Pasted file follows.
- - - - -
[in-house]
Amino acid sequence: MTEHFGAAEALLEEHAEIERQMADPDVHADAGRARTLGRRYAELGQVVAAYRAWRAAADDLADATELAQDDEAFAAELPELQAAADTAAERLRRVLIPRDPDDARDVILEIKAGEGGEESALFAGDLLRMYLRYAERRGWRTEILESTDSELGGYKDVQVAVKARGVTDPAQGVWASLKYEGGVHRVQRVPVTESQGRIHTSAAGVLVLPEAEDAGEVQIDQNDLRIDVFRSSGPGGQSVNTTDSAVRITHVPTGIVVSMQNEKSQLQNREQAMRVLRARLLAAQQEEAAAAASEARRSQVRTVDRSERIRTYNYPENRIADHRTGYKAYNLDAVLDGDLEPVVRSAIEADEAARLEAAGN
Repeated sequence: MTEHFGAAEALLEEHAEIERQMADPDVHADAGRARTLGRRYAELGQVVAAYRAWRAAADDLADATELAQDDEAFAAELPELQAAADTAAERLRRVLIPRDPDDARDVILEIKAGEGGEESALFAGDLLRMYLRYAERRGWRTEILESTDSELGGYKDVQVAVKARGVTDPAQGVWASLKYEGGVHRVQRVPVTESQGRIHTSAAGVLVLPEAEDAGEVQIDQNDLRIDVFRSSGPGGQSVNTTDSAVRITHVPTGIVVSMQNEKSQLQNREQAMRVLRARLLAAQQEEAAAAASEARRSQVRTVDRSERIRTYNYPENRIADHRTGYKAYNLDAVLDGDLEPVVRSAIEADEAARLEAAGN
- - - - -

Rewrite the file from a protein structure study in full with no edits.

[in-house]
Amino acid sequence: MTEHFGAAEALLEEHAEIERQMADPDVHADAGRARTLGRRYAELGQVVAAYRAWRAAADDLADATELAQDDEAFAAELPELQAAADTAAERLRRVLIPRDPDDARDVILEIKAGEGGEESALFAGDLLRMYLRYAERRGWRTEILESTDSELGGYKDVQVAVKARGVTDPAQGVWASLKYEGGVHRVQRVPVTESQGRIHTSAAGVLVLPEAEDAGEVQIDQNDLRIDVFRSSGPGGQSVNTTDSAVRITHVPTGIVVSMQNEKSQLQNREQAMRVLRARLLAAQQEEAAAAASEARRSQVRTVDRSERIRTYNYPENRIADHRTGYKAYNLDAVLDGDLEPVVRSAIEADEAARLEAAGN
Repeated sequence: MTEHFGAAEALLEEHAEIERQMADPDVHADAGRARTLGRRYAELGQVVAAYRAWRAAADDLADATELAQDDEAFAAELPELQAAADTAAERLRRVLIPRDPDDARDVILEIKAGEGGEESALFAGDLLRMYLRYAERRGWRTEILESTDSELGGYKDVQVAVKARGVTDPAQGVWASLKYEGGVHRVQRVPVTESQGRIHTSAAGVLVLPEAEDAGEVQIDQNDLRIDVFRSSGPGGQSVNTTDSAVRITHVPTGIVVSMQNEKSQLQNREQAMRVLRARLLAAQQEEAAAAASEARRSQVRTVDRSERIRTYNYPENRIADHRTGYKAYNLDAVLDGDLEPVVRSAIEADEAARLEAAGN